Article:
BI’s Article search uses Boolean search capabilities. If you are not familiar with these principles, here are some quick tips.
To search specifically for more than one word, put the search term in quotation marks. For example, “workers compensation”. This will limit your search to that combination of words.
To search for a combination of terms, use quotations and the & symbol. For example, “hurricane” & “loss”.
AUSTIN, Texas--Policyholders and other creditors of Highlands Insurance Co. are wrangling over the defunct insurer's fate following the rejection of a runoff plan proposed by state insurance regulators.
A court-appointed special master recommended against the plan last month, finding that it relied on overly optimistic projections of Highlands' long-tail liabilities and of its ability to settle claims at deep discounts. The special master also concluded that the plan would not treat all policyholders equally, favoring workers compensation claimants and potentially disadvantaging future claimants.
The Texas Insurance Department's special deputy receiver for Highlands has asked a state judge to overturn or modify the special master's recommendation and approve the runoff plan. The receiver is being joined by a unit of ACE Ltd., which both reinsured Highlands and ceded business to it, and which supports the runoff.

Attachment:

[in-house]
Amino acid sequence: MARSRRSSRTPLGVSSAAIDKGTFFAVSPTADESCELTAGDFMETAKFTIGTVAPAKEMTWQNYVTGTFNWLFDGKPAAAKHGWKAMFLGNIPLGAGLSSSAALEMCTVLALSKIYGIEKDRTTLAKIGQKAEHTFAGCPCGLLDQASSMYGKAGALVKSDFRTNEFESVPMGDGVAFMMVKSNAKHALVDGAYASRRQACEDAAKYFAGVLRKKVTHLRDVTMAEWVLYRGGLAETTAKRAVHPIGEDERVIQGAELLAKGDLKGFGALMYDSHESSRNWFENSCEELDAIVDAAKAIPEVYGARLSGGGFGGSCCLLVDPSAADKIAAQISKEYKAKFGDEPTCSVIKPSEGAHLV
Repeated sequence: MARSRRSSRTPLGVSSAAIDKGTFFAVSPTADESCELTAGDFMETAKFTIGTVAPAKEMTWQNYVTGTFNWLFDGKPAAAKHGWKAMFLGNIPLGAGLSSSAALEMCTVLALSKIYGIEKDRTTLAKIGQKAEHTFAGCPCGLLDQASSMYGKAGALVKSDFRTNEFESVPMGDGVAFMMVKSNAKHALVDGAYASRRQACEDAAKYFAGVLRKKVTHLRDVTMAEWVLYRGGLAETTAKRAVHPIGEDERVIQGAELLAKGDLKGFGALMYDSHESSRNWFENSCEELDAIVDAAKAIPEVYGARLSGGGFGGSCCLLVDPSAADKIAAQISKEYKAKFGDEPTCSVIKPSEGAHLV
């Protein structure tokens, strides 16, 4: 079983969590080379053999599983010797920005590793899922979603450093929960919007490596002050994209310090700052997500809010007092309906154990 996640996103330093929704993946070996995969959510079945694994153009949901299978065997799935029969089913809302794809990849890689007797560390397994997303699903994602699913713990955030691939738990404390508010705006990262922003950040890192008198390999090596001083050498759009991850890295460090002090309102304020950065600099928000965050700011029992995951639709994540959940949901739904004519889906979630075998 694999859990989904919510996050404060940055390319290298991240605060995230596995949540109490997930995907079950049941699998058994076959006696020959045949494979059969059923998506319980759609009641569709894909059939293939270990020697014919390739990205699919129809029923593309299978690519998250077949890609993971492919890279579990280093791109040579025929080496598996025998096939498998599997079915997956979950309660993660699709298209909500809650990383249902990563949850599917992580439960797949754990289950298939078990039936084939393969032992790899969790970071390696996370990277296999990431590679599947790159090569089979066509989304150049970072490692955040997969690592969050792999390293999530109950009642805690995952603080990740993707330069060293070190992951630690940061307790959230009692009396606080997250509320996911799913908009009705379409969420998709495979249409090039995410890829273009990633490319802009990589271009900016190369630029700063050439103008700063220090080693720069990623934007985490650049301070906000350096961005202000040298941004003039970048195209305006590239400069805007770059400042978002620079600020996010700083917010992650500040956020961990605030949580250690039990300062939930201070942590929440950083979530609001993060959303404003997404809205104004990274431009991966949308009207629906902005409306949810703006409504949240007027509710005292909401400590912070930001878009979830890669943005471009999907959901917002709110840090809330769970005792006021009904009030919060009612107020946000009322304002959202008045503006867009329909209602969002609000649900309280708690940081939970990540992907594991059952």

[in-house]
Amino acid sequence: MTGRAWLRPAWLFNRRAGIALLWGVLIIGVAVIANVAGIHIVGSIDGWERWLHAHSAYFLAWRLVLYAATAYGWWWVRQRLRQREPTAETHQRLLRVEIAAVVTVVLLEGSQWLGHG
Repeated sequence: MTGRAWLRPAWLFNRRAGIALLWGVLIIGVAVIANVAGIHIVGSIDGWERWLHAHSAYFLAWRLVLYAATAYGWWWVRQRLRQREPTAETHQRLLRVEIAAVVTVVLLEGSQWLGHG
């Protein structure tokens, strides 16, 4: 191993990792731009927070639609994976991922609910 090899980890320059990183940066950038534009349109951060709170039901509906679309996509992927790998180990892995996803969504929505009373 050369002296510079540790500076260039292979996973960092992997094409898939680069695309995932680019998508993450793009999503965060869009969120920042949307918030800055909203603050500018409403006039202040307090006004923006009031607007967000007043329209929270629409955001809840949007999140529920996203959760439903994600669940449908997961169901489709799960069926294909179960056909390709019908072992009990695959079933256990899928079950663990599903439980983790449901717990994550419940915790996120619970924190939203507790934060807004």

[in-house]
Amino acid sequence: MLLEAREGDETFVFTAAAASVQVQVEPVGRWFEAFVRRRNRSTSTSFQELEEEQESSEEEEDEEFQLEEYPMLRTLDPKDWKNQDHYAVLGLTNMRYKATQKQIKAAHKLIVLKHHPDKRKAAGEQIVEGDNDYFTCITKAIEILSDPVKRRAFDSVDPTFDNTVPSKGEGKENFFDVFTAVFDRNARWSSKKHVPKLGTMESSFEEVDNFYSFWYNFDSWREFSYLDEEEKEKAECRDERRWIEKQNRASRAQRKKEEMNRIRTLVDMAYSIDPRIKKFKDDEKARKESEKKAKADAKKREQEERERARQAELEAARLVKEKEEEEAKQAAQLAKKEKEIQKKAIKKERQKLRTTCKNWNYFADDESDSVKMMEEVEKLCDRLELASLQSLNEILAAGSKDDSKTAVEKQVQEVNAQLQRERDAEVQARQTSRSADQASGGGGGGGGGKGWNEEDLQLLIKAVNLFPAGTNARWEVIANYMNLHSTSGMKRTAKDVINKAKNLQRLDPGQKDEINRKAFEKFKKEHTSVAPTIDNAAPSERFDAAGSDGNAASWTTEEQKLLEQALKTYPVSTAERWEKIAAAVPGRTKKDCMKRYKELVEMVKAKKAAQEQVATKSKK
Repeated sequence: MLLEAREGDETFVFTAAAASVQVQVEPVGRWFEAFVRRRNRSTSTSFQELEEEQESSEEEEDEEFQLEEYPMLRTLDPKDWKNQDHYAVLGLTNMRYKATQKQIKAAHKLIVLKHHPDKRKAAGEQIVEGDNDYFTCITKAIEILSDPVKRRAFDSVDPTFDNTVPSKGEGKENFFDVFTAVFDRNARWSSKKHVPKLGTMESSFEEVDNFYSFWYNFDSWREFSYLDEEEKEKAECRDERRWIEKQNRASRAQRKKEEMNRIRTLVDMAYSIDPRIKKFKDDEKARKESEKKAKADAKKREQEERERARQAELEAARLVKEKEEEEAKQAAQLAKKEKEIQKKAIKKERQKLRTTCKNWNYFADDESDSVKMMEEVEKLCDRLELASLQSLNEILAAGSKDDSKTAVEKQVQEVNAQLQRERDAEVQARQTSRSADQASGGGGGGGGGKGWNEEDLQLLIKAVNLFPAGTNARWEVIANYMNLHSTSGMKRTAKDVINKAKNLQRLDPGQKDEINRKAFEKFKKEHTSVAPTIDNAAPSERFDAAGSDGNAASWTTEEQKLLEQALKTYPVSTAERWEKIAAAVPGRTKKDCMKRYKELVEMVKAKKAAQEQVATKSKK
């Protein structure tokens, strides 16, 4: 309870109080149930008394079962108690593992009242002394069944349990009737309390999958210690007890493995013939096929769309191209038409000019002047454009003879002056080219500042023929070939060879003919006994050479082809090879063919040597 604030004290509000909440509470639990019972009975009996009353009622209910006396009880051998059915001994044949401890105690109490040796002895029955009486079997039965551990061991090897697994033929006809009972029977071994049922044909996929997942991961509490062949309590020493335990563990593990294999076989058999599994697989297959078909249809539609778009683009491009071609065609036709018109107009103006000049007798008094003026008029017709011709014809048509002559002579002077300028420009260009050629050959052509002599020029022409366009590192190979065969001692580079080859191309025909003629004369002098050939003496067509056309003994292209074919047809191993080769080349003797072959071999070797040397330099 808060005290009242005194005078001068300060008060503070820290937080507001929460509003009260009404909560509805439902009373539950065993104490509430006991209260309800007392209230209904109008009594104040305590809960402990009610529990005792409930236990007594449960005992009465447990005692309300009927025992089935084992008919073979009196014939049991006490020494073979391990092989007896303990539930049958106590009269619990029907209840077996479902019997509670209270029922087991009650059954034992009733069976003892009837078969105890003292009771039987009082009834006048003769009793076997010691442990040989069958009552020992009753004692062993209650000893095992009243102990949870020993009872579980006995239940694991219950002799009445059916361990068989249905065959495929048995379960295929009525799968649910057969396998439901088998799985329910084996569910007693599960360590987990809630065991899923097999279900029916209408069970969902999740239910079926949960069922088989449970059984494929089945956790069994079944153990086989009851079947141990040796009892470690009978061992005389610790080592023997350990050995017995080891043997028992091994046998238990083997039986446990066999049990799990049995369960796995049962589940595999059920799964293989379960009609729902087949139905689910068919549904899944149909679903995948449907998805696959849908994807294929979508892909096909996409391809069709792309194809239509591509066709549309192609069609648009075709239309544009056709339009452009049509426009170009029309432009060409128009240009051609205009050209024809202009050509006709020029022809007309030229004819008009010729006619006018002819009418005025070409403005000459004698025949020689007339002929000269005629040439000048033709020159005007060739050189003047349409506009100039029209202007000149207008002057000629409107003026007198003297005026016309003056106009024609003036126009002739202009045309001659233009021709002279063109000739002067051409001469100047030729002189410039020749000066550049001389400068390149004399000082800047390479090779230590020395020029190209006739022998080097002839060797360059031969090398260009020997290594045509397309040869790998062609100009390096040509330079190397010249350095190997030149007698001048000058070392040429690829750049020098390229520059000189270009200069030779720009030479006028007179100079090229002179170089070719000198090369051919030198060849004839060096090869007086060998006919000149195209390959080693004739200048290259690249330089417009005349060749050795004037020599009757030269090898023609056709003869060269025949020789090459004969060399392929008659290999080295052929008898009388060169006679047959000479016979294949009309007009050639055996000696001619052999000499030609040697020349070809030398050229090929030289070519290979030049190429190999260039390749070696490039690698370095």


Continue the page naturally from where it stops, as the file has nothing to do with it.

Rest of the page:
Opponents of the plan, meanwhile, are asking the judge to confirm the special master's findings and reject the plan, a move that could end in Highlands' liquidation. Opponents include Highlands Insurance Co. (U.K.) Ltd., a Gloucester, England-based Highlands affiliate, and several asbestos defendant policyholders.
The Texas court has not yet scheduled a hearing on the motions, lawyers familiar with the case say.
Texas-domiciled Highlands, a large writer of excess and umbrella casualty and workers comp risks, was ordered into rehabilitation in 2003 after a failed effort to reorganize the company and wind down its business.
Highlands faces roughly $640 million in liabilities, with asbestos and pollution claims accounting for about half of its exposure, according to court filings.
Last July, Highlands' receiver sought court approval for a rehabilitation plan that would run off the insurer's liabilities over many years. Actuarial projections backing the plan suggested that Highlands would be able to pay all allowed policyholder claims in full through at least the first 10 years of the runoff, court documents show.
A number of policyholders and others objected to the runoff idea on various grounds, though, and the dispute was referred to Tom Collins, the court-appointed special master for the receivership. Along with Highlands (U.K.), those objecting included the Celotex Asbestos Settlement Trust, Dana Corp., Dow Corning Corp., Federal-Mogul Products Inc., Harley-Davidson Inc. and Allstate Insurance Co.
After a series of hearings over several months, Mr. Collins recommended against the runoff in an April 18 memorandum.
The Highlands plan is the first to be ruled on since Texas' 2005 enactment of the Texas Insurer Receivership Act, he noted. The act includes provisions for rehabilitations and liquidations but does not deal specifically with runoffs.
The receiver has framed the runoff as a rehabilitation, and though the plan is not a "true 'rehabilitation'...in the ordinary meaning of the word," Mr. Collins said he would defer to the receiver's judgment that a runoff is allowable under the law.